Here are some delicious family friendly recipes from the Spanish-speaking world.

Scroll down for the recipe and enjoy! ¡Buen provecho!



3.chocolate: Mexican hot chocolate

4.Spanish tortilla




Make the most of the bounty of summer tomatoes. Here’s an easy refreshing recipe from Andalucia, in southern Spain. It’s a great way to get the kids involved, to get them to have their veggies, and to practice Spanish.

I’ve adapted this recipe from Gourmet’s Menu Cookbook. I have made some changes based on experience and having some delicious gazpacho at our friends' house near Madrid.

Combine in the container of a blender 1 mashed garlic clove  and 1 onion, peeled and chopped, and blend the mixture until smooth. Add 5 large tomatoes, peeled and chopped, ½ - 1 green pepper, chopped, 1 cup beef stock, 3 tablespoons olive oil, 3 tablespoons each of vinegar and chopped parsley, and a dash of paprika.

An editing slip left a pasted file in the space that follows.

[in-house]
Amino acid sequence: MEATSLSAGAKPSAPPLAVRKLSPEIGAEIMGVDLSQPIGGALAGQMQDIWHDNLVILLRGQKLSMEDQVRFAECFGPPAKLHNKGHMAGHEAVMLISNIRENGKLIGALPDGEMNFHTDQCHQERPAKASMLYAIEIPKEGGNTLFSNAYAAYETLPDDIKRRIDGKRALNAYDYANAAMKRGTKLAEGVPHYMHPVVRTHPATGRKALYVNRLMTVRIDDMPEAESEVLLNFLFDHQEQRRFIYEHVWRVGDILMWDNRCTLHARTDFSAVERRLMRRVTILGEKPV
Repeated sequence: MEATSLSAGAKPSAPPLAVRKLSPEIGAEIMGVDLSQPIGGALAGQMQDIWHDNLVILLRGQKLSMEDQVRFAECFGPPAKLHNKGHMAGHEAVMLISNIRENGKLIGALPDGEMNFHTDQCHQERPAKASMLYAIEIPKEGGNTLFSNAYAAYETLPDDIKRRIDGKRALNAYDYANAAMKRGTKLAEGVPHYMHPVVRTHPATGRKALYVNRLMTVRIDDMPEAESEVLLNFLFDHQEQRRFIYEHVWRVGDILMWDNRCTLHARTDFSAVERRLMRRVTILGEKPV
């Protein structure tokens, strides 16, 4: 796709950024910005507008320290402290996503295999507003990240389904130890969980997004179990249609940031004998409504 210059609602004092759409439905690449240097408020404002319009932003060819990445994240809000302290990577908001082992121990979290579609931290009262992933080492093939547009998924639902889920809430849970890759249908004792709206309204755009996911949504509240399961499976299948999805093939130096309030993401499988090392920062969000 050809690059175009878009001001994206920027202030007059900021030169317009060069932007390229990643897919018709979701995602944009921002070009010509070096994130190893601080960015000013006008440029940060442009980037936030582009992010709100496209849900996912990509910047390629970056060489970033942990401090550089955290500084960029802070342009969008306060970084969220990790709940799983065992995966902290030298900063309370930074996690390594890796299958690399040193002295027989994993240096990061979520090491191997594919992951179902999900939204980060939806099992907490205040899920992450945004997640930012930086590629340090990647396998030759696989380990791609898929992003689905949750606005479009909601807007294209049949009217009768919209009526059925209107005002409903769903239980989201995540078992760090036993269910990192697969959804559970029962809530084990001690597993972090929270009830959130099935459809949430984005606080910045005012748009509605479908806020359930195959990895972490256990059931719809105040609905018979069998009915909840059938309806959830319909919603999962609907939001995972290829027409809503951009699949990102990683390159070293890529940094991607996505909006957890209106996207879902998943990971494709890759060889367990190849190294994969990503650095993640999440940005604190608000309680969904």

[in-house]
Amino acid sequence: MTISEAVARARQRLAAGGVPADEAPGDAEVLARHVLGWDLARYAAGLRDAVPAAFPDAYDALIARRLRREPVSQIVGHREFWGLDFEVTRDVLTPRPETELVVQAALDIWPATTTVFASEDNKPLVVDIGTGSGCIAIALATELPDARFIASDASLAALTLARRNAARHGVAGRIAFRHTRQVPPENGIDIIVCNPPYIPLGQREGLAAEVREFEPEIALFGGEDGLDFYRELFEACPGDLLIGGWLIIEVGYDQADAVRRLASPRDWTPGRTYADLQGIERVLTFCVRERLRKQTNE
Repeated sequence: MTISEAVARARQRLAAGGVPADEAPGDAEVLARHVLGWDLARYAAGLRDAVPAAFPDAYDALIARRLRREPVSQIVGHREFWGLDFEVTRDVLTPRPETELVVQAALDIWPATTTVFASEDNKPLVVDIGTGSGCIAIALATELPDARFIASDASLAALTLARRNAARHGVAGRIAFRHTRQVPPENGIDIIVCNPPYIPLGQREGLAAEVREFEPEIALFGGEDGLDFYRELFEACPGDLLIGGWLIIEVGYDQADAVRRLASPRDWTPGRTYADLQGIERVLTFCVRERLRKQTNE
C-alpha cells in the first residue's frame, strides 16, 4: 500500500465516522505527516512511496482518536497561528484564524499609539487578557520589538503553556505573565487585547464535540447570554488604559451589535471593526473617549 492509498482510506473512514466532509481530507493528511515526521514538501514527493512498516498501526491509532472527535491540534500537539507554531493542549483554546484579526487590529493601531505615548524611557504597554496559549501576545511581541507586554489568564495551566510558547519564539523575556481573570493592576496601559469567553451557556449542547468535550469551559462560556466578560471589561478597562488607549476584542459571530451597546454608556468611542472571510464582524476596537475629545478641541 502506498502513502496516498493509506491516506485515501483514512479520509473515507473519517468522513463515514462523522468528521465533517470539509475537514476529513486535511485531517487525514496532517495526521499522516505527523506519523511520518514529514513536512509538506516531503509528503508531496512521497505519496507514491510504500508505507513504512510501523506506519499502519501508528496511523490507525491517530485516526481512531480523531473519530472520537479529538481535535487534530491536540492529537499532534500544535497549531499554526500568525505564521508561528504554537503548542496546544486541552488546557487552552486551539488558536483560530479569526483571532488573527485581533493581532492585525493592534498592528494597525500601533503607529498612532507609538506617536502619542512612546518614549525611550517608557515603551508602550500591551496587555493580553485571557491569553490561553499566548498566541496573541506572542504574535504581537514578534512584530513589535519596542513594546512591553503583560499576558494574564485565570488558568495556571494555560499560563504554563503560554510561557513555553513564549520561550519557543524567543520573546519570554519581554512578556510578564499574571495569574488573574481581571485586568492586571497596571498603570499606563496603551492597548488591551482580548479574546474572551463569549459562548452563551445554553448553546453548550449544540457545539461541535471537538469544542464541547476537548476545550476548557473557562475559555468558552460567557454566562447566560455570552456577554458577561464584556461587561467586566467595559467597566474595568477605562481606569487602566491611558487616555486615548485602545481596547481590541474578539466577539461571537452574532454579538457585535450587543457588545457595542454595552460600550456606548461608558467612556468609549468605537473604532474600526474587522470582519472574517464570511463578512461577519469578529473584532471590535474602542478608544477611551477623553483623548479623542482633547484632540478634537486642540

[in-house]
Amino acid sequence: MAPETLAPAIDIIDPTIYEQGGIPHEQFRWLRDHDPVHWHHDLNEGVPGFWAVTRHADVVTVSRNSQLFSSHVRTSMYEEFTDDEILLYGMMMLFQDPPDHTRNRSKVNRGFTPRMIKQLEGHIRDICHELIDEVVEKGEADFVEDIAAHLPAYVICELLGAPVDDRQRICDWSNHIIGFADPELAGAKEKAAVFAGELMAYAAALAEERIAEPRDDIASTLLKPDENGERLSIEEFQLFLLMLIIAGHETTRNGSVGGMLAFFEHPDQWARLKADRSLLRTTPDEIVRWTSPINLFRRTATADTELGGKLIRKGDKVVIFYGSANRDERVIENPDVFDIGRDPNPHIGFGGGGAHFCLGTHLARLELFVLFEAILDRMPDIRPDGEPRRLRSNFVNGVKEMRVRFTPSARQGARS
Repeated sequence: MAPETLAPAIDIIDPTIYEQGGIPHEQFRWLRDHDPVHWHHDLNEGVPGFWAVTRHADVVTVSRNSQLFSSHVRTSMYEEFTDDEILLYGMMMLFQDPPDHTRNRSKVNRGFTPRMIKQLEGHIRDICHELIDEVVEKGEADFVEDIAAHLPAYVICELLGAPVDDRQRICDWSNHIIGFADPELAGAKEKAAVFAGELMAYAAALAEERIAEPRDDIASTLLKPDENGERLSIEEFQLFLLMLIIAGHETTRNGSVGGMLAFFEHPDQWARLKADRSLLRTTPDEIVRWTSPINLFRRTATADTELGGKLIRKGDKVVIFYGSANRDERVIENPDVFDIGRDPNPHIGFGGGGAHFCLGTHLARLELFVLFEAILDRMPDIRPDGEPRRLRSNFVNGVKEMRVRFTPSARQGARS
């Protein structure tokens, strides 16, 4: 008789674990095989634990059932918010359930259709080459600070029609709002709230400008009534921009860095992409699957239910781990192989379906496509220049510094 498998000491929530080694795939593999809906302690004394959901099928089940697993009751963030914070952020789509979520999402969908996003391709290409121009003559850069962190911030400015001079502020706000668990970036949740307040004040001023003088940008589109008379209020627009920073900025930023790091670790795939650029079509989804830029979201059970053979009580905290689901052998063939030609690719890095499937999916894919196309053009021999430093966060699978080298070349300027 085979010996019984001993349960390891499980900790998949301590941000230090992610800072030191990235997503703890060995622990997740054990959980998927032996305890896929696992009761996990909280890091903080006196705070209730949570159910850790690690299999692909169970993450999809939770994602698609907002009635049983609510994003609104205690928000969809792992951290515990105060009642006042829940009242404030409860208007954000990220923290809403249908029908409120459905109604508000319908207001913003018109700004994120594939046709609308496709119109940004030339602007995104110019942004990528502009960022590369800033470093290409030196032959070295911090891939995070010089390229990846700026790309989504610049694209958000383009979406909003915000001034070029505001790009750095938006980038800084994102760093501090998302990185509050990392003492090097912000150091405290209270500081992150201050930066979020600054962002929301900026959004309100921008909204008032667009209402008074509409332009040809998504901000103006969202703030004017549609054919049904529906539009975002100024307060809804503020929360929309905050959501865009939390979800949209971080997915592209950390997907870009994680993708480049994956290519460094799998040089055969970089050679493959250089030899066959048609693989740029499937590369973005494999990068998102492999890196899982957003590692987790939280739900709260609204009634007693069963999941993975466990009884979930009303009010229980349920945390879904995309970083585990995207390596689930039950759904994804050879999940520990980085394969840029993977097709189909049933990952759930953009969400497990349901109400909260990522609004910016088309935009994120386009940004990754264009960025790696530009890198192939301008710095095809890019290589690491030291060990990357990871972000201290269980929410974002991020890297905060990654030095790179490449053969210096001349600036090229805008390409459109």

Cover the container and blend the mixture until it is smooth. Chill the soup thoroughly.

Garnish with store-bought croutons or (my preferred) make your own: cut crusty French bread into cubes, sprinkle with salt and olive oil and bake (350) until golden.


Put some guitar (recommended: flamenco) music on, and buen provecho; enjoy.

Encourage the kids to use their Spanish.

Click here for the pronunciation of gazpacho.

Está riquísimo!   It’s delicious!

¿Te gusta? Do you like it? ¡Me gusta! I like it! ¡Me gusta mucho! I like it a lot!

¡No me gusta! I don’t like it!


Ps. The kids can participate in the preparation. Mamá or Papá would do the cutting and blending, of course, but they can find and set out the ingredients. They can have fun bargaining (pretend) for cinco tomates (See Rincón Cultural, P.22 top). See that they use the polite expressions, such as por favor. By the way, bargaining is not a custom in Spain.